Only days before the grand unveiling of the 15-foot statue of Ponce De Leon, donated by Candace Carroll of St Augustine, and the re-enactment of the landing of Ponce de Leon 500-years earlier; Historic City News learned of some devastating bad news.
State officials inspecting the site determined the wooden overlook that would be used to observe the dramatic re-enactment was “structurally unsound”, threatening the once-in-a-lifetime commemoration of the April 2, 1563 landing.
Four local businessmen, Mike Davis, A.D. Davis Construction; Bill Kavanaugh, Florida Cypress Products; Dan Charletta, Structures International; and Joe Ziller, Manning Building Supplies; sprang into action. They donated their expertise, services, and materials to re-build the boardwalk overlook to make sure that the public could view what the Spanish explorers would have seen off the coast of South Ponte Vedra Beach.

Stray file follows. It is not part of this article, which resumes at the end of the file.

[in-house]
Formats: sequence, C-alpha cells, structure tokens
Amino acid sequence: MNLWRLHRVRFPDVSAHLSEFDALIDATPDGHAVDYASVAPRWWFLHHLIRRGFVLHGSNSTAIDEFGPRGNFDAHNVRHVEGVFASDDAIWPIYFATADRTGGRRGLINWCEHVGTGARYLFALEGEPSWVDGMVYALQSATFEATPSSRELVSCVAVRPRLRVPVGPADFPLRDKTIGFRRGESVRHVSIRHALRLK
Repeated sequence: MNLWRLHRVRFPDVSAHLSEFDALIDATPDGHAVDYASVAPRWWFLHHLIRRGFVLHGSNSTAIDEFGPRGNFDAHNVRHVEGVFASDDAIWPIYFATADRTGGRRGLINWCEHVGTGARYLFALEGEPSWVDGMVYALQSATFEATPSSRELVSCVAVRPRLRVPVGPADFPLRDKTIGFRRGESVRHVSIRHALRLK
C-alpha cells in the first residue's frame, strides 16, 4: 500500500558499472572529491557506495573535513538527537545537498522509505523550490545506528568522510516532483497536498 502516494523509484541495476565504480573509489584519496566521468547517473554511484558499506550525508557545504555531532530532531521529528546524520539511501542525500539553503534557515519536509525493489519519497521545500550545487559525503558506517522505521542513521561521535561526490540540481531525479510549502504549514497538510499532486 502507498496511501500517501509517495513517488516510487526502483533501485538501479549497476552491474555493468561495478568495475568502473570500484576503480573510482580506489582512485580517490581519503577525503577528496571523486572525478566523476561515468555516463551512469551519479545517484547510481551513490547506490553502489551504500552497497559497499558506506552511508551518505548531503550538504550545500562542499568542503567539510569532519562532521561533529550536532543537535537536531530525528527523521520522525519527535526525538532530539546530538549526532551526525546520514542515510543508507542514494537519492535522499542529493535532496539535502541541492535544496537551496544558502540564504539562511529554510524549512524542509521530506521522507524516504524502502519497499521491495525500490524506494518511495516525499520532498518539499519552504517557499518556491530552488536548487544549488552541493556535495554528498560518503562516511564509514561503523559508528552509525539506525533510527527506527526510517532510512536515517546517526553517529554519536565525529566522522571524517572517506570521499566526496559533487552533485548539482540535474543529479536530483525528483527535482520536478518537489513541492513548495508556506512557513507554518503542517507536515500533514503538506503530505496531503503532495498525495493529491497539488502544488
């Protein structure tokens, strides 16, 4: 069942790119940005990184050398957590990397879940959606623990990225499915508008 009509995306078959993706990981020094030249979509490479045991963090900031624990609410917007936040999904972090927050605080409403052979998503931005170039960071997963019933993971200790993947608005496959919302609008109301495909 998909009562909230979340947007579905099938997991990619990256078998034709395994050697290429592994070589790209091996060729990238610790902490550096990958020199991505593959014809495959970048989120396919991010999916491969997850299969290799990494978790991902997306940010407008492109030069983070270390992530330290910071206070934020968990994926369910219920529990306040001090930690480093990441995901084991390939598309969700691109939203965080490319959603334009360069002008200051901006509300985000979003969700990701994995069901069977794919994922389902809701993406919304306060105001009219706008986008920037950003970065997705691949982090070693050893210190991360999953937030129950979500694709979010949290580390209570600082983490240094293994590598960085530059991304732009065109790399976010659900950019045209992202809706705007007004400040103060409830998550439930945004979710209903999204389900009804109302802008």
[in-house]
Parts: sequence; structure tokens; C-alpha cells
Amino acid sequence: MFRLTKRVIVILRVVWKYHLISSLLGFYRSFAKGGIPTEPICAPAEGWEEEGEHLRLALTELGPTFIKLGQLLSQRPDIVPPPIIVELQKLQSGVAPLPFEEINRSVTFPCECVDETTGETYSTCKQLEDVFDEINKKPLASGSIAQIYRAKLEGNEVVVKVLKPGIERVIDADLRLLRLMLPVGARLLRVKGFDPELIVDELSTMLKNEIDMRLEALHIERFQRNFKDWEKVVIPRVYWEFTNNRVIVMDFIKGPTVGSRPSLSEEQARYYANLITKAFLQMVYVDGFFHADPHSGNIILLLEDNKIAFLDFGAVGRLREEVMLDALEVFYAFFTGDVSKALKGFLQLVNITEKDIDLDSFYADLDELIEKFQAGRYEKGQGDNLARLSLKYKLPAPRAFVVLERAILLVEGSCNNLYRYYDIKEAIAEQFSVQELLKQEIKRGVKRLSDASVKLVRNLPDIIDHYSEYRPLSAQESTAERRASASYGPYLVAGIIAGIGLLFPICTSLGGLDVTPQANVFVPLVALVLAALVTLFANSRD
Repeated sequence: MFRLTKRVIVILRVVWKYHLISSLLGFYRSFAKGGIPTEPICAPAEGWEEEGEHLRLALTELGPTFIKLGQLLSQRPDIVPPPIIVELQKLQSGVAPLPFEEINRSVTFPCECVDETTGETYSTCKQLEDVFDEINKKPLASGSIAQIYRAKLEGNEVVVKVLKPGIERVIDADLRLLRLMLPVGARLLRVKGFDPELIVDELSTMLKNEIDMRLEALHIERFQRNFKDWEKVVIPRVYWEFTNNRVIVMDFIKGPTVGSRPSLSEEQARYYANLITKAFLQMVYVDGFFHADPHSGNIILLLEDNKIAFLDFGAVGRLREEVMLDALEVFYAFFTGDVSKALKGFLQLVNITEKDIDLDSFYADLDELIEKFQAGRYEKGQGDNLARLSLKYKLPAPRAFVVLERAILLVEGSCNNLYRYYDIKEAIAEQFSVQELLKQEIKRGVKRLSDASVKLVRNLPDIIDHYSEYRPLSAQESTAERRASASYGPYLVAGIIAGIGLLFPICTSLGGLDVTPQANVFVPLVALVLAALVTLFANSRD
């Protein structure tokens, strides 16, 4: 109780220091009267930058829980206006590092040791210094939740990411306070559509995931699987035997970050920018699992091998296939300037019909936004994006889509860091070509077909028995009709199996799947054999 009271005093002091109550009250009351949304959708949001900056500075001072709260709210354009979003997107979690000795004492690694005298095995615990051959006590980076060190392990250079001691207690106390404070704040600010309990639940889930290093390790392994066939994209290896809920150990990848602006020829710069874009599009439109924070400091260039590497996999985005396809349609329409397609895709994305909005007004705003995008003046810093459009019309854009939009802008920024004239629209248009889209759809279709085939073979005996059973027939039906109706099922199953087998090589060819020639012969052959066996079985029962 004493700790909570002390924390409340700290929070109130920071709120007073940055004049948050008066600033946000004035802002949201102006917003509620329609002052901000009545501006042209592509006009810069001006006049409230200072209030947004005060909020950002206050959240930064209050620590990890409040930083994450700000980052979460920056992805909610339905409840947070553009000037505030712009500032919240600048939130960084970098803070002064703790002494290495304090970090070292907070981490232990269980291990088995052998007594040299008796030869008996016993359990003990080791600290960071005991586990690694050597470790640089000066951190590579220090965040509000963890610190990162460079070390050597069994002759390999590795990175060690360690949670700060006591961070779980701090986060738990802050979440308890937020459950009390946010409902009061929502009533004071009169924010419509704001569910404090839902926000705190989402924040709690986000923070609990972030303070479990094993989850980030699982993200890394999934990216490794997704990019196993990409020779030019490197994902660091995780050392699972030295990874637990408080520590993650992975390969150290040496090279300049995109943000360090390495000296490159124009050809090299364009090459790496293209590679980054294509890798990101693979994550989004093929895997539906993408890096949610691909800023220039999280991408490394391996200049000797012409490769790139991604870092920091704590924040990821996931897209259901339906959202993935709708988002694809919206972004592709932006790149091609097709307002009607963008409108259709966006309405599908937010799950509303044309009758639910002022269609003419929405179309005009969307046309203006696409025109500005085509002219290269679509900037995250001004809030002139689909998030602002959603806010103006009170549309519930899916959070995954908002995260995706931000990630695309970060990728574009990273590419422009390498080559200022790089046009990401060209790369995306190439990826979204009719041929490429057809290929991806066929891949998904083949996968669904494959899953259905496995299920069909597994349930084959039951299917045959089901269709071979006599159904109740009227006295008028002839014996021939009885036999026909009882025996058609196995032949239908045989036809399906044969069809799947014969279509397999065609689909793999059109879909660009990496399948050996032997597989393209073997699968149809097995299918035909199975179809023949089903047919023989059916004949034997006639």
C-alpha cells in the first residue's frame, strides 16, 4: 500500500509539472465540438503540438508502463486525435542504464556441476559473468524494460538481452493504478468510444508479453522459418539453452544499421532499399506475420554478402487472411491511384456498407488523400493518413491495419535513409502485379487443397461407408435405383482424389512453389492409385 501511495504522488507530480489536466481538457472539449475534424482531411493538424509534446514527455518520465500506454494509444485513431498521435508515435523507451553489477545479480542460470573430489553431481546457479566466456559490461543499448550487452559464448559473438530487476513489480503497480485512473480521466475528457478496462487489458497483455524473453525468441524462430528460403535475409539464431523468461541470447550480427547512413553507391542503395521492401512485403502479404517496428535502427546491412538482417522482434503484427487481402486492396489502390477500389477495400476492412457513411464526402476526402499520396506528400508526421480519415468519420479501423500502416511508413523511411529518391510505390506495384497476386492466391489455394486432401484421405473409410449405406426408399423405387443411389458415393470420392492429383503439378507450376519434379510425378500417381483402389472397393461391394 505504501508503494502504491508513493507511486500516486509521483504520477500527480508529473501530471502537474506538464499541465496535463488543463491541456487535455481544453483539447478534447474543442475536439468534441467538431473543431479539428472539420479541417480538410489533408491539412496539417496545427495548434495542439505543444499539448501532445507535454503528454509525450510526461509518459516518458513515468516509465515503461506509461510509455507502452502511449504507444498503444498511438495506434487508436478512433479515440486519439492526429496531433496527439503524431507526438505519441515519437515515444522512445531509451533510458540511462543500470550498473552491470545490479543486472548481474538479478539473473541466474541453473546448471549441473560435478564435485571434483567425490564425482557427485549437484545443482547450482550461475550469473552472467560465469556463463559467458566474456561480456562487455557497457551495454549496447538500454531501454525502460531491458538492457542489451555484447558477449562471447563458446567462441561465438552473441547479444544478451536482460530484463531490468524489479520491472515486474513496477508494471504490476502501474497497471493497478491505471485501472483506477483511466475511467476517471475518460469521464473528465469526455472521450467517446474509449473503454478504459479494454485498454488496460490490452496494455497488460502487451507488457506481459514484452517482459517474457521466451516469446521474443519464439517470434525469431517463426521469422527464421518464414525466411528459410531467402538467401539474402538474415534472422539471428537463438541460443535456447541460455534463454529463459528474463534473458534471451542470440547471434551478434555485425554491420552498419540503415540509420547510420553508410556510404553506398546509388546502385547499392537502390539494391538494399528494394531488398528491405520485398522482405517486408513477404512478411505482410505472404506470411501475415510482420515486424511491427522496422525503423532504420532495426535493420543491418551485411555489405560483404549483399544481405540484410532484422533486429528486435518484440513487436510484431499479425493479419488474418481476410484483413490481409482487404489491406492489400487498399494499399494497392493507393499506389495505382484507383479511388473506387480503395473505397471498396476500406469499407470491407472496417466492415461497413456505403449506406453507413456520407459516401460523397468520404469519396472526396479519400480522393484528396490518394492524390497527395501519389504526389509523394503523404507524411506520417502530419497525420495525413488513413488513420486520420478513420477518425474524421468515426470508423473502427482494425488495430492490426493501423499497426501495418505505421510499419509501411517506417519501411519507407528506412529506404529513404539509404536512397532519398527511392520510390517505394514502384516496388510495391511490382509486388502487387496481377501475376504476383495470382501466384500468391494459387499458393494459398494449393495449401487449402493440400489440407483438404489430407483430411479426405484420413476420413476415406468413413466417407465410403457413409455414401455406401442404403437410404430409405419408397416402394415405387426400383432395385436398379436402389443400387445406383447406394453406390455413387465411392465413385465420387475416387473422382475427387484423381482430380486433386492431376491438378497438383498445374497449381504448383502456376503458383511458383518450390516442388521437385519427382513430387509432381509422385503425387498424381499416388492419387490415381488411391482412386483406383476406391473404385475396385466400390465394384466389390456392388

“All told the value of the donors work exceeds $20,000,” Michael Shirley, manager of the GTM Research Reserve told reporters. “This asset is an enormous contribution to the citizens of Florida and its visitors by creating a vantage from which they can see 500-years back in time.”
The wooden overlook includes benches on which to sit and enjoy the view of the area’s natural environment — largely unchanged since the 16th century explorers landed. Interpretive signage, donated by the St Johns County Visitors and Convention Bureau, tells the story of the only surviving navigational reading taken by the explorers the day before they came ashore; a position of 30° 8′ North, just off South Ponte Vedra Beach.
In 2011, debate swirled over the actual landing spot of Ponce de Leon in Florida. Local historians and the Visitors and Convention Bureau campaigned to educate people of the facts surrounding Ponce’s location. Florida Chief Financial Officer, Jeff Atwater, dedicated a state historical marker at the site, in the north beach access parking area of the Guana Tolomato Matanzas National Estuarine Research Reserve, permanently recognizing its place in Florida’s 500-year history.